The crinivirus tomato chlorosis virus (ToCV) was discovered initially in diseased tomato and has since been identified as a serious problem for tomato production in many parts of the world, particularly in the United States, Europe and Southeast Asia. The complete nucleotide sequence of ToCV was determined and compared with related crinivirus species. RNA 1 is organized into four open reading frames (ORFs), and encodes proteins involved in replication, based on homology to other viral replication factors. RNA 2 is composed of nine ORFs including genes that encode a HSP70 homolog and two proteins involved in encapsidation of viral RNA, referred to as the coat protein and minor coat protein. Sequence homology between ToCV and other criniviruses varies throughout the viral genome. The minor coat protein (CPm) of ToCV, which forms part of the “rattlesnake tail” of virions and may be involved in determining the unique, broad vector transmissibility of ToCV, is larger than the CPm of lettuce infectious yellows virus (LIYV) by 217 amino acids. Among sequenced criniviruses, considerable variability exists in the size of some viral proteins. Analysis of these differences with respect to biological function may provide insight into the role crinivirus proteins play in virus infection and transmission.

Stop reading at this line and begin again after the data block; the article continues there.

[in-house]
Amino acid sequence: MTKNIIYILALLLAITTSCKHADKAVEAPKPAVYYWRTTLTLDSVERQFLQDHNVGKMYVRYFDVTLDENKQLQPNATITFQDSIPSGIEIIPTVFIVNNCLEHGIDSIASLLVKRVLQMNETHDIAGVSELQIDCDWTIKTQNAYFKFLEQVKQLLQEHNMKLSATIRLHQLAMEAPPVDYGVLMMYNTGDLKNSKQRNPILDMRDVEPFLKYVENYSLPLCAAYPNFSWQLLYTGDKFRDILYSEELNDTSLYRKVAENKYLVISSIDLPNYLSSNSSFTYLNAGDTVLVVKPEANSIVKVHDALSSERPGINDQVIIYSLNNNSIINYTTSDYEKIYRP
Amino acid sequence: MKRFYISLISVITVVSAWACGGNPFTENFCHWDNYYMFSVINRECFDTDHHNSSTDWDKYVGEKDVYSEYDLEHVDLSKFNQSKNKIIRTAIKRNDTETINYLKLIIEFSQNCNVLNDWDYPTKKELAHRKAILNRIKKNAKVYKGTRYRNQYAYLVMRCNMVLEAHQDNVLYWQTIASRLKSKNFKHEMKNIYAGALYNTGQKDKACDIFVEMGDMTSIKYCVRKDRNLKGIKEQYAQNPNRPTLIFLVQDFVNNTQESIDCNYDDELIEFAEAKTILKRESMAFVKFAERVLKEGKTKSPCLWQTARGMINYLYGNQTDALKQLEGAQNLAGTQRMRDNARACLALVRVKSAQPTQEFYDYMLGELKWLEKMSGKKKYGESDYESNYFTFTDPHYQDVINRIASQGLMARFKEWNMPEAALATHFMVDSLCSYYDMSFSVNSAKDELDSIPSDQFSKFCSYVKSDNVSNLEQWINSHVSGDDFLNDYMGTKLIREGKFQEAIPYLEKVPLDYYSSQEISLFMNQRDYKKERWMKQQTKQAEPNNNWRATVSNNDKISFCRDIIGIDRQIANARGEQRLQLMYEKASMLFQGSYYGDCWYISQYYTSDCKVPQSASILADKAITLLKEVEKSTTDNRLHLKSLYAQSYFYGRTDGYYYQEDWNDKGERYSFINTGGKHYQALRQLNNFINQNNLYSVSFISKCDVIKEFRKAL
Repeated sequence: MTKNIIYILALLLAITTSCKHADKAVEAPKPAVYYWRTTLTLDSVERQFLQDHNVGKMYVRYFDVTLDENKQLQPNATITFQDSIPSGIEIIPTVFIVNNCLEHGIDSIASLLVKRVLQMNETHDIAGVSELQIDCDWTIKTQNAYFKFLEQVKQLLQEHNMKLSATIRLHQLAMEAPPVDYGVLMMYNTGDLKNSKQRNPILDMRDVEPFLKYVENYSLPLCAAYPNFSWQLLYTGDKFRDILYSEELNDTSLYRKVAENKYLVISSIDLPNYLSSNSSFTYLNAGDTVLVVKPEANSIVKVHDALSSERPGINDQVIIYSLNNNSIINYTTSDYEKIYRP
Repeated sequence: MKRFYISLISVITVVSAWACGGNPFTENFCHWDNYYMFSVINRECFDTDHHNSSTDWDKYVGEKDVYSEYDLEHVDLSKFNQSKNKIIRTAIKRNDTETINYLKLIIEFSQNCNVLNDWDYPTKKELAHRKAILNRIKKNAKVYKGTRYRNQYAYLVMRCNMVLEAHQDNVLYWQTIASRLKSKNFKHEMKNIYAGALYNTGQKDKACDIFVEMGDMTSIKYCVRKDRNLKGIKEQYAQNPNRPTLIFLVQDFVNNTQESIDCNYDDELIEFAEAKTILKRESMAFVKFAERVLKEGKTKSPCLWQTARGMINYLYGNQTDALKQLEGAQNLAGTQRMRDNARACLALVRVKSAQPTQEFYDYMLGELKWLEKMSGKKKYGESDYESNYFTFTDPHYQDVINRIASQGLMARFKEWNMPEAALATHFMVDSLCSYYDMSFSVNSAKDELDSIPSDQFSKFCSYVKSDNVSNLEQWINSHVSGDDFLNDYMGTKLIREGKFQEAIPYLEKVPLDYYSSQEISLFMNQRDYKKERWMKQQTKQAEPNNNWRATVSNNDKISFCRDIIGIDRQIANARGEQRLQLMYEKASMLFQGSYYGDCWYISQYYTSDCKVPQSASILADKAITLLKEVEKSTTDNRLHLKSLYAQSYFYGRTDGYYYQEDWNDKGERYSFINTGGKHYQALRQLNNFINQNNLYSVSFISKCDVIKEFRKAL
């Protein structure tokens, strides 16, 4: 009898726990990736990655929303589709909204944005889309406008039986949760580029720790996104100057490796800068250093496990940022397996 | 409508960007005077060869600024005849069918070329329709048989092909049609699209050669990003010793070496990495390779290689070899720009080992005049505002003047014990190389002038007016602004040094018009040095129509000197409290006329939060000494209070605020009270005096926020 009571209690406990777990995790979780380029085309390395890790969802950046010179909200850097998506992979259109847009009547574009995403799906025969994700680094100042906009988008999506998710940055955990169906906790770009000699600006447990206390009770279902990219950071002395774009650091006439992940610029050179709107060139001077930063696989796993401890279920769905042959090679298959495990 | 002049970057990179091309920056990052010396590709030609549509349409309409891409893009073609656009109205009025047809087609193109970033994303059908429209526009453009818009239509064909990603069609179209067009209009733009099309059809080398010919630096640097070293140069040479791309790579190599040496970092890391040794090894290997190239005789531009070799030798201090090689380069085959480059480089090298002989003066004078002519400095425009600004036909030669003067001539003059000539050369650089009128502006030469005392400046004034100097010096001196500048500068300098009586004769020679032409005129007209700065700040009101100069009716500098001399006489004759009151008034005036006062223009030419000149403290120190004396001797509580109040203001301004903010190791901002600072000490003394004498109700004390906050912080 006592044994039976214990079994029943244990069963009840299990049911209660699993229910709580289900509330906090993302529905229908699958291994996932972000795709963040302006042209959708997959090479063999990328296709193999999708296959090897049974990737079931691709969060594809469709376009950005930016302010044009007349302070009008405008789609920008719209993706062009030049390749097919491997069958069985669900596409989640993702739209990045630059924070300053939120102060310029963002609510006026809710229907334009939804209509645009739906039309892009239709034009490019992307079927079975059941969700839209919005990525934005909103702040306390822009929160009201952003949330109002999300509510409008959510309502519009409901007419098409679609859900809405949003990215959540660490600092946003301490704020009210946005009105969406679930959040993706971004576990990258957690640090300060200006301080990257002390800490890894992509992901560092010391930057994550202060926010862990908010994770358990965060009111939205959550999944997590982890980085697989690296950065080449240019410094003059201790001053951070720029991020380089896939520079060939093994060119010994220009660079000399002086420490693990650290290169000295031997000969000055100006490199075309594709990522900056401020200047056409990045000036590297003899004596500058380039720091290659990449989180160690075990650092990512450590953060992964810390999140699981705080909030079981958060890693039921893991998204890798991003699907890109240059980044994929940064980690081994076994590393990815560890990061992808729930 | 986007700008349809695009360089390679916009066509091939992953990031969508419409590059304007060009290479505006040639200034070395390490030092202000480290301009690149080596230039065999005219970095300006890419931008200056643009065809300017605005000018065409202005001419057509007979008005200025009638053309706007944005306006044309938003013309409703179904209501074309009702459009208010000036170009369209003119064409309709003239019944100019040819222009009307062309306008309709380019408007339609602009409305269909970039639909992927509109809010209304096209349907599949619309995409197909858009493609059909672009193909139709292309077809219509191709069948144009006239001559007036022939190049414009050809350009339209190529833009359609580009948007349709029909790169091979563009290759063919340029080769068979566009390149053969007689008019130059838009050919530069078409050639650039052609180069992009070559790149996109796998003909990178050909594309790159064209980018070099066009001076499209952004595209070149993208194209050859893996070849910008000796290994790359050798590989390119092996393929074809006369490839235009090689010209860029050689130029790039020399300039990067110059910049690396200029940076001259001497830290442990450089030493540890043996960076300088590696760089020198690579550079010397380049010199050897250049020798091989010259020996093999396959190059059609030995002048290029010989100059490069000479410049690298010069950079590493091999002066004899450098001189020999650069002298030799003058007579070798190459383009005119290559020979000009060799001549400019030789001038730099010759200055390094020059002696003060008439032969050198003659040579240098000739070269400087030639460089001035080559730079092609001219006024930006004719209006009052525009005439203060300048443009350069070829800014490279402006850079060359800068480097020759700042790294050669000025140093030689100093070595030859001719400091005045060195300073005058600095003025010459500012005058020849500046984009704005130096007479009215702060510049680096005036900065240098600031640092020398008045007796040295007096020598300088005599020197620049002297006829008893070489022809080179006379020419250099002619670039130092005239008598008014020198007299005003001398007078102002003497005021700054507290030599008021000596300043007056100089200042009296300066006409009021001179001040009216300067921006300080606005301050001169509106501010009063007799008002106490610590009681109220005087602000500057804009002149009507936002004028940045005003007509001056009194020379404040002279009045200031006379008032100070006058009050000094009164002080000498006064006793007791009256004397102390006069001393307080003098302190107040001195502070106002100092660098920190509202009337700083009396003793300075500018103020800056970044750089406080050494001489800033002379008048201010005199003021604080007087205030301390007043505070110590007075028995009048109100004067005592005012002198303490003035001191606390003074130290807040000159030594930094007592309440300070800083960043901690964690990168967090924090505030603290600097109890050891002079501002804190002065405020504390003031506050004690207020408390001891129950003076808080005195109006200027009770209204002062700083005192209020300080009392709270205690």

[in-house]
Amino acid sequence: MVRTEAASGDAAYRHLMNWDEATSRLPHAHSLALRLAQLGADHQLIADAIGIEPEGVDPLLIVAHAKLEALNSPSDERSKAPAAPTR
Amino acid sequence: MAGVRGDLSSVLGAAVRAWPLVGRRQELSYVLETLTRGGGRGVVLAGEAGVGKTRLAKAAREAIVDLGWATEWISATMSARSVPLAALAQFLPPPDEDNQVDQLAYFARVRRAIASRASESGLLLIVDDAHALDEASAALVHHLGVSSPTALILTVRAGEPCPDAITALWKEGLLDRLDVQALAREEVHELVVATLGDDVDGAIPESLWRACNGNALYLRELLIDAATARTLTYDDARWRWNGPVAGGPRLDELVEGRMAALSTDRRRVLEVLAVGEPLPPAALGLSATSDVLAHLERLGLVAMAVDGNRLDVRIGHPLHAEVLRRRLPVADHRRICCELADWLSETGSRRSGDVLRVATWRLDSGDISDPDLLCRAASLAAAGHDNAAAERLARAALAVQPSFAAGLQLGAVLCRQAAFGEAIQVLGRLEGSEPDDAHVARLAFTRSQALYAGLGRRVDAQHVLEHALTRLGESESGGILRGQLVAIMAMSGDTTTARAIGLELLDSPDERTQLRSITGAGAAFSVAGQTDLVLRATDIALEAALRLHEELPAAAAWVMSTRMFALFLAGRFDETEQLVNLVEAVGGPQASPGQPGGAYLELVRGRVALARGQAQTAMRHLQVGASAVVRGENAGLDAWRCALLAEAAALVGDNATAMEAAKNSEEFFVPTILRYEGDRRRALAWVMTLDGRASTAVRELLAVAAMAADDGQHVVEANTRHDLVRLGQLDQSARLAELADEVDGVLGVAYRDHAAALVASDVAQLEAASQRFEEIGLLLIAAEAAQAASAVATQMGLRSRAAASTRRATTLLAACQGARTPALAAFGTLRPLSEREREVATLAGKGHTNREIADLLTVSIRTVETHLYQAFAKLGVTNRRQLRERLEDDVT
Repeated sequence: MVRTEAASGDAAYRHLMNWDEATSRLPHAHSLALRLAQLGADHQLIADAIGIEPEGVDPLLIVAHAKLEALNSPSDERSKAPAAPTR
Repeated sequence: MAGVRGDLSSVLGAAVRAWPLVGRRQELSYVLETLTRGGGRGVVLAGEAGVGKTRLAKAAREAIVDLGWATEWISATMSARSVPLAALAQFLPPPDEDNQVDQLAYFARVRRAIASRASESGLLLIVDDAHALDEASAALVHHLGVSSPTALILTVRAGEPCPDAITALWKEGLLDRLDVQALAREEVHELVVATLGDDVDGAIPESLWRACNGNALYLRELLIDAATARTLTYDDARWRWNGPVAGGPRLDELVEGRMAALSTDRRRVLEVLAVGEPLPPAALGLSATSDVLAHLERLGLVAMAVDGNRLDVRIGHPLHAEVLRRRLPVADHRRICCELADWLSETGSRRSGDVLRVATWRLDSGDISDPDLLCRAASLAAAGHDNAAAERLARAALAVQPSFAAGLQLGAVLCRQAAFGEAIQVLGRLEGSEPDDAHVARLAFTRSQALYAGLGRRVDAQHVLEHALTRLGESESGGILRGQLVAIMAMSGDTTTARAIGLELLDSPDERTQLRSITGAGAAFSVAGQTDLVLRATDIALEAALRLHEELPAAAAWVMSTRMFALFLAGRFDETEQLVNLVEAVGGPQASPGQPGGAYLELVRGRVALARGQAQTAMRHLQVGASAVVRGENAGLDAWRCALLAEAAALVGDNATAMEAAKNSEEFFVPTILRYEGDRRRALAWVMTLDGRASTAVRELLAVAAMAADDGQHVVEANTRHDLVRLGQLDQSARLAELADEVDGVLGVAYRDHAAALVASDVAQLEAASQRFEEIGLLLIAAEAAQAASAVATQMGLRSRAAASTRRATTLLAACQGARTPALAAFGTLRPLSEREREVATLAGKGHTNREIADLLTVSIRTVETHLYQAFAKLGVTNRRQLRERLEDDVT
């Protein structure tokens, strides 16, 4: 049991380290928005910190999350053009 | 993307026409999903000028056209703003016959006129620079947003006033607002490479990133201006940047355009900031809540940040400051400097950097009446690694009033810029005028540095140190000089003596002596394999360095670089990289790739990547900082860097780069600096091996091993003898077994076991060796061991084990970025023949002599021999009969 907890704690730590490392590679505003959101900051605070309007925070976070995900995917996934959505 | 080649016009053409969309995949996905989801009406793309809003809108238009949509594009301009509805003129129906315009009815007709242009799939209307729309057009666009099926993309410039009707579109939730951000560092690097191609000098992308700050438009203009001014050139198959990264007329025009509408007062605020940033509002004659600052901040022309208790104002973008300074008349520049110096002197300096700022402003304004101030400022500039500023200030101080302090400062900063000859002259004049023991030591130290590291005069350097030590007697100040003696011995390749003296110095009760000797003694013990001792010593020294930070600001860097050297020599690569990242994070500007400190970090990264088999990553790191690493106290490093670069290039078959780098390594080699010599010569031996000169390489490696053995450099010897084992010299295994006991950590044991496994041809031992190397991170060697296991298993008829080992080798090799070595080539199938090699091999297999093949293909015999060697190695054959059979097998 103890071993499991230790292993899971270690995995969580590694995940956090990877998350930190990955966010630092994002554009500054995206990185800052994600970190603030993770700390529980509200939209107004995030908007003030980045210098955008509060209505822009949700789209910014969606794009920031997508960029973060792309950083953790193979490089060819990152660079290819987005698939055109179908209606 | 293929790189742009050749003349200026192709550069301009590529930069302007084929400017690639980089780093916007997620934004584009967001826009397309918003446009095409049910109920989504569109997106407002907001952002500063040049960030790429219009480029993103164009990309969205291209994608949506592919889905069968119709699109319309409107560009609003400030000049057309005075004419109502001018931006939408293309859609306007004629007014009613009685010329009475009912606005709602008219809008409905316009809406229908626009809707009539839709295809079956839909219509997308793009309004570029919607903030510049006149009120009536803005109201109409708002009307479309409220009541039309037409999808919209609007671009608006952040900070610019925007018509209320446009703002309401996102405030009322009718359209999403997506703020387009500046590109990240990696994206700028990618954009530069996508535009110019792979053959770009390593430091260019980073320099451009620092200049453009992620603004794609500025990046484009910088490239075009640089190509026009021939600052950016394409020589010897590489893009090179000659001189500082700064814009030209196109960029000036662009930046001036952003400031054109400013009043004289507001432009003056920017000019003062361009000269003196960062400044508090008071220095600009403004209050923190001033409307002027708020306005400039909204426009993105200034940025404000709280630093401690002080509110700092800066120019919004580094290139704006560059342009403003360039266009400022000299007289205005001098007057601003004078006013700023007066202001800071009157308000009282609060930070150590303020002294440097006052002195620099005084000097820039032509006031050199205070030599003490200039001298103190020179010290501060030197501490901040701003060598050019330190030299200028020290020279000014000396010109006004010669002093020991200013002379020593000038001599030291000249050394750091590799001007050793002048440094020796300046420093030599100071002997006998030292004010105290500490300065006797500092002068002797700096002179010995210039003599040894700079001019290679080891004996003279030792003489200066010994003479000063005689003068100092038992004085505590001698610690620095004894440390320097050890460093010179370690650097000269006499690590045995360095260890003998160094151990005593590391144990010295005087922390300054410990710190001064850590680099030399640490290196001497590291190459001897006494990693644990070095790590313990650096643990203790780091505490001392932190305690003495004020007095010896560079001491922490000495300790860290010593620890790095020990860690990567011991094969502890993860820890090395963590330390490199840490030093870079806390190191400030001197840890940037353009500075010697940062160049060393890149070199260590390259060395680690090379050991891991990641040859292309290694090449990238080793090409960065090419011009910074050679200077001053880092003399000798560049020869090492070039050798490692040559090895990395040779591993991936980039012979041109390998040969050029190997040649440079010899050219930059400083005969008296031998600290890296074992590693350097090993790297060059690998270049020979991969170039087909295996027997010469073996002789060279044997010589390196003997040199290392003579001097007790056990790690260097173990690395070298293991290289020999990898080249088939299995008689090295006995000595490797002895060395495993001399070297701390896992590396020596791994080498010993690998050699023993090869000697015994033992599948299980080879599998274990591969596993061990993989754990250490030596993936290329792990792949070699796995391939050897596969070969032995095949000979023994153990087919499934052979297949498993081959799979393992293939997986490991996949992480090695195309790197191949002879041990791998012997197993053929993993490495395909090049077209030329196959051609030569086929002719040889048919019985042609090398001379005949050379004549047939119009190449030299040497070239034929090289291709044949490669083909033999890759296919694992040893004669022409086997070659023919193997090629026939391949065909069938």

Archives of Virology – Springer Journals
Published: Nov 1, 2005
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